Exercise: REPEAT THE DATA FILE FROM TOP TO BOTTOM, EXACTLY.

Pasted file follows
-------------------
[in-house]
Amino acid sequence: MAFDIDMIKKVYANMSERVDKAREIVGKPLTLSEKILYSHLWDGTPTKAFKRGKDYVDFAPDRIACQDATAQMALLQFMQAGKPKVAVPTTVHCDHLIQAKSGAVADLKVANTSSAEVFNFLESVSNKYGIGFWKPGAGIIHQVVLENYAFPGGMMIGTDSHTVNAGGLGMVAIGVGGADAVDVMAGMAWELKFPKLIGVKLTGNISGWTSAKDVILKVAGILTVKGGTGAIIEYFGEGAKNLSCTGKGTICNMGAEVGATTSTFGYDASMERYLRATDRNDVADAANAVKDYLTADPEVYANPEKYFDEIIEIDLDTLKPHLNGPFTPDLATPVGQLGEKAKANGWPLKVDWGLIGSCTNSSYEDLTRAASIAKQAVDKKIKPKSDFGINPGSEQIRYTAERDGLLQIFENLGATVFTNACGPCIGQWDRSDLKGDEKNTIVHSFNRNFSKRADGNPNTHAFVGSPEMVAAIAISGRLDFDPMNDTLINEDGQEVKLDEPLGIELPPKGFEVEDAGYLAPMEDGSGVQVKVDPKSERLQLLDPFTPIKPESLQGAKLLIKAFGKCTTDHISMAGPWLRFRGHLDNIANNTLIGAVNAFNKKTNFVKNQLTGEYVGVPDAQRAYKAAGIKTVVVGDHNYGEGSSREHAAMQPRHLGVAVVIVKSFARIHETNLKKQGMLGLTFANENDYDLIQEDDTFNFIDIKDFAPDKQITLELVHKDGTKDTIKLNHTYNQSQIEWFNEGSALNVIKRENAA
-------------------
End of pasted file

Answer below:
[in-house]
Amino acid sequence: MAFDIDMIKKVYANMSERVDKAREIVGKPLTLSEKILYSHLWDGTPTKAFKRGKDYVDFAPDRIACQDATAQMALLQFMQAGKPKVAVPTTVHCDHLIQAKSGAVADLKVANTSSAEVFNFLESVSNKYGIGFWKPGAGIIHQVVLENYAFPGGMMIGTDSHTVNAGGLGMVAIGVGGADAVDVMAGMAWELKFPKLIGVKLTGNISGWTSAKDVILKVAGILTVKGGTGAIIEYFGEGAKNLSCTGKGTICNMGAEVGATTSTFGYDASMERYLRATDRNDVADAANAVKDYLTADPEVYANPEKYFDEIIEIDLDTLKPHLNGPFTPDLATPVGQLGEKAKANGWPLKVDWGLIGSCTNSSYEDLTRAASIAKQAVDKKIKPKSDFGINPGSEQIRYTAERDGLLQIFENLGATVFTNACGPCIGQWDRSDLKGDEKNTIVHSFNRNFSKRADGNPNTHAFVGSPEMVAAIAISGRLDFDPMNDTLINEDGQEVKLDEPLGIELPPKGFEVEDAGYLAPMEDGSGVQVKVDPKSERLQLLDPFTPIKPESLQGAKLLIKAFGKCTTDHISMAGPWLRFRGHLDNIANNTLIGAVNAFNKKTNFVKNQLTGEYVGVPDAQRAYKAAGIKTVVVGDHNYGEGSSREHAAMQPRHLGVAVVIVKSFARIHETNLKKQGMLGLTFANENDYDLIQEDDTFNFIDIKDFAPDKQITLELVHKDGTKDTIKLNHTYNQSQIEWFNEGSALNVIKRENAA